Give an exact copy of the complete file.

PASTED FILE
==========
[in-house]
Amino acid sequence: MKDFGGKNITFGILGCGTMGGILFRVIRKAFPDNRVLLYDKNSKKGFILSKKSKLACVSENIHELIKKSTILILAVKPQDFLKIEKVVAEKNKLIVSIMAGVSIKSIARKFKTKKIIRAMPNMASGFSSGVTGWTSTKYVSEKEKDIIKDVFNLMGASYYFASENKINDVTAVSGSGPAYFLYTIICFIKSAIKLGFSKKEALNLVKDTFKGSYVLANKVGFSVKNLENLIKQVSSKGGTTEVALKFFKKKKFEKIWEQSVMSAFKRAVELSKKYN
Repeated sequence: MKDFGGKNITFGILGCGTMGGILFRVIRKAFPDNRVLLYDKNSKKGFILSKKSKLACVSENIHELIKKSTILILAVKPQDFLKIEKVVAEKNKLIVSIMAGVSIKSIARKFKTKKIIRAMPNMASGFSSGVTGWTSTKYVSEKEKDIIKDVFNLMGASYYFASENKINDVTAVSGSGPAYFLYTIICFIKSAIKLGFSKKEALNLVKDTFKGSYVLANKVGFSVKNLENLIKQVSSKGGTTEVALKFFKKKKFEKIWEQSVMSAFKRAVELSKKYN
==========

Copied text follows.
[in-house]
Amino acid sequence: MKDFGGKNITFGILGCGTMGGILFRVIRKAFPDNRVLLYDKNSKKGFILSKKSKLACVSENIHELIKKSTILILAVKPQDFLKIEKVVAEKNKLIVSIMAGVSIKSIARKFKTKKIIRAMPNMASGFSSGVTGWTSTKYVSEKEKDIIKDVFNLMGASYYFASENKINDVTAVSGSGPAYFLYTIICFIKSAIKLGFSKKEALNLVKDTFKGSYVLANKVGFSVKNLENLIKQVSSKGGTTEVALKFFKKKKFEKIWEQSVMSAFKRAVELSKKYN
Repeated sequence: MKDFGGKNITFGILGCGTMGGILFRVIRKAFPDNRVLLYDKNSKKGFILSKKSKLACVSENIHELIKKSTILILAVKPQDFLKIEKVVAEKNKLIVSIMAGVSIKSIARKFKTKKIIRAMPNMASGFSSGVTGWTSTKYVSEKEKDIIKDVFNLMGASYYFASENKINDVTAVSGSGPAYFLYTIICFIKSAIKLGFSKKEALNLVKDTFKGSYVLANKVGFSVKNLENLIKQVSSKGGTTEVALKFFKKKKFEKIWEQSVMSAFKRAVELSKKYN